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Religion and spirituality in the politicization of three women activists
Bachelor of Arts
Religion, Spirituality, Activism, Politicized identity development, Virginia Apuzzo, Katsi Cook, Luz Alvarez Martinez, Generations, Narrative analysis, Gender, Race, Ethnicity, Sexual orientation, Colonialism, Indigenous Americans, Latinas, Women and religion, Women-Political activity
The psychological literature on religion and spirituality has not previously examined how these two factors relate to the politicization of individuals belonging to marginalized groups. The present study investigated the roles of religion and spirituality in the identity politicization of three women activists of different races/ethnicities and sexual orientations. Theories on politicized identity development, life stage, and intersectionality were integrated and applied in tandem to the three activists’ oral histories. Each oral history was narratively analyzed within this theoretical framework to gain an understanding of how religion and spirituality operated throughout stages of politicization. Across the activists, the Catholic religion functioned as a structure enabling personal experiences with marginalization in early life while also contributing to the beginnings of their politicization. Spirituality was salient in the immersive, transition periods of their politicization; the activists all incorporated spirituality into their political worldviews and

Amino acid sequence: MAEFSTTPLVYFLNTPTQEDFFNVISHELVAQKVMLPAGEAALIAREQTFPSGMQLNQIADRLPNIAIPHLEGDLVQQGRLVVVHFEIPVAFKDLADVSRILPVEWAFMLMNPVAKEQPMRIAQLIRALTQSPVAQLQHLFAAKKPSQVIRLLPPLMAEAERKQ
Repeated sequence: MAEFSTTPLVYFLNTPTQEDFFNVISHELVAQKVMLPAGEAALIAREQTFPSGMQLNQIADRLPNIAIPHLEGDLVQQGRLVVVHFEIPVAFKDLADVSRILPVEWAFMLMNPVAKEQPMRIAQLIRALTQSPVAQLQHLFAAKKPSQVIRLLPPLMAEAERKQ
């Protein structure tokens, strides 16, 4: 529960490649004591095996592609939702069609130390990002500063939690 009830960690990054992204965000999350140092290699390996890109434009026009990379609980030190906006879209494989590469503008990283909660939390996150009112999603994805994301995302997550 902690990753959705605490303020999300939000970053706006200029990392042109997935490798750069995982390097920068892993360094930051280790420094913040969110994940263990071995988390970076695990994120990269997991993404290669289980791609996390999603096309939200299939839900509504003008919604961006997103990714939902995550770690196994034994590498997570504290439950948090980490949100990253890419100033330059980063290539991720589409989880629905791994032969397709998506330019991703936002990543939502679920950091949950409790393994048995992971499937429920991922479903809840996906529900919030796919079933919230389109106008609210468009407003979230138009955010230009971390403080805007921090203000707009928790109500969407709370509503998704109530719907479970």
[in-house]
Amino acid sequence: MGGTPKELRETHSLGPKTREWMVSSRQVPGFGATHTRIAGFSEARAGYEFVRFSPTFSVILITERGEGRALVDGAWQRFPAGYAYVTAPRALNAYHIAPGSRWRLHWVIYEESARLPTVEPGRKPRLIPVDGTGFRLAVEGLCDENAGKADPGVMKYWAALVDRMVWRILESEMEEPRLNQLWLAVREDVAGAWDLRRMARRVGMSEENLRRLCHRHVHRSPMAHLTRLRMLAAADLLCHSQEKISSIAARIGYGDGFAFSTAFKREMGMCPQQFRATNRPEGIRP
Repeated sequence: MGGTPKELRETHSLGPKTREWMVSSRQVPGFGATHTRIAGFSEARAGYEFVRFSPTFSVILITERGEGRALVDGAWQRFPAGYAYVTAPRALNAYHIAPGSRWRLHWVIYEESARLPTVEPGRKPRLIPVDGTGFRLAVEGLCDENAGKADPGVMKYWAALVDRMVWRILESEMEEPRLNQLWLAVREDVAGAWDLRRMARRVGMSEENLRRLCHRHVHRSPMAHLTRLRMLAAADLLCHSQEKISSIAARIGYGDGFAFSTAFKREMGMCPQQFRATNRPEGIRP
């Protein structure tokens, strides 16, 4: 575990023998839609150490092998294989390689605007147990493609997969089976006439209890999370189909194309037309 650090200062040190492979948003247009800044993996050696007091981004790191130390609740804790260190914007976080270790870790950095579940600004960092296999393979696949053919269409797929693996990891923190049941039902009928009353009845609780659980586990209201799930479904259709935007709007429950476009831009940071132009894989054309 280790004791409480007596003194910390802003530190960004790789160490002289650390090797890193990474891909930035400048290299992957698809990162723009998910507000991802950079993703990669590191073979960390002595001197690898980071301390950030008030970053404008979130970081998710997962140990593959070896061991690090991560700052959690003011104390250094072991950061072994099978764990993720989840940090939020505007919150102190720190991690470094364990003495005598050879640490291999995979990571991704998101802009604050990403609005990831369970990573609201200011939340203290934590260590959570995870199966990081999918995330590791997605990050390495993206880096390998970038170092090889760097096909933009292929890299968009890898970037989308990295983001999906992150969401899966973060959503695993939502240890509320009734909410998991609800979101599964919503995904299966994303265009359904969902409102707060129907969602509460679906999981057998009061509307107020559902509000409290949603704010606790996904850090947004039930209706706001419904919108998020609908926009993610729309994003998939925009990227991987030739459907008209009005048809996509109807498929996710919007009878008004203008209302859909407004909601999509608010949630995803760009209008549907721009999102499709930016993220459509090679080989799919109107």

activism. Religion and spirituality overlapped for only two of the activists, whereas the third disengaged from religion and pursued spirituality. The activists employed different strategies to deal with the connection between religion and oppression: negotiation, particularly through reinterpretation or reclamation, or rejection. These differences suggest that other factors may contribute to how marginalized individuals choose to engage with religion and spirituality when undergoing politicization.
Bowling, Alicia Mae, "Navigating faith in resistance : religion and spirituality in the politicization of three women activists" (2017). Honors Project, Smith College, Northampton, MA.
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